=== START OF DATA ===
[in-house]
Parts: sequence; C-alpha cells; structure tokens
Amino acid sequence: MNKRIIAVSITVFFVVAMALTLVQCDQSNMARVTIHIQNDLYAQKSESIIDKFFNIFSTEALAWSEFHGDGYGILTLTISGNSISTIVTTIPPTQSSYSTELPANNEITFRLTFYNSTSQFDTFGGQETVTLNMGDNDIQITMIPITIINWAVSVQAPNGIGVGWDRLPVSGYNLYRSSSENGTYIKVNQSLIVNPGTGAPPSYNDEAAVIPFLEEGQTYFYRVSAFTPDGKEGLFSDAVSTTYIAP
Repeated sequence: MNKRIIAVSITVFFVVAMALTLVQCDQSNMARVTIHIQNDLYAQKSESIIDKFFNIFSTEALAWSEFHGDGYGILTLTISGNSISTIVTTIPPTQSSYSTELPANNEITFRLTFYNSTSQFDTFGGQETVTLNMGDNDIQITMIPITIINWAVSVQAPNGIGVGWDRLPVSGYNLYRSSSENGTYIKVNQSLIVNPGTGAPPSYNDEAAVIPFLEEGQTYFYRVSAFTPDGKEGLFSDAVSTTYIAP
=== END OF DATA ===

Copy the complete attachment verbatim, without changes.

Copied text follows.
[in-house]
Parts: sequence; C-alpha cells; structure tokens
Amino acid sequence: MNKRIIAVSITVFFVVAMALTLVQCDQSNMARVTIHIQNDLYAQKSESIIDKFFNIFSTEALAWSEFHGDGYGILTLTISGNSISTIVTTIPPTQSSYSTELPANNEITFRLTFYNSTSQFDTFGGQETVTLNMGDNDIQITMIPITIINWAVSVQAPNGIGVGWDRLPVSGYNLYRSSSENGTYIKVNQSLIVNPGTGAPPSYNDEAAVIPFLEEGQTYFYRVSAFTPDGKEGLFSDAVSTTYIAP
Repeated sequence: MNKRIIAVSITVFFVVAMALTLVQCDQSNMARVTIHIQNDLYAQKSESIIDKFFNIFSTEALAWSEFHGDGYGILTLTISGNSISTIVTTIPPTQSSYSTELPANNEITFRLTFYNSTSQFDTFGGQETVTLNMGDNDIQITMIPITIINWAVSVQAPNGIGVGWDRLPVSGYNLYRSSSENGTYIKVNQSLIVNPGTGAPPSYNDEAAVIPFLEEGQTYFYRVSAFTPDGKEGLFSDAVSTTYIAP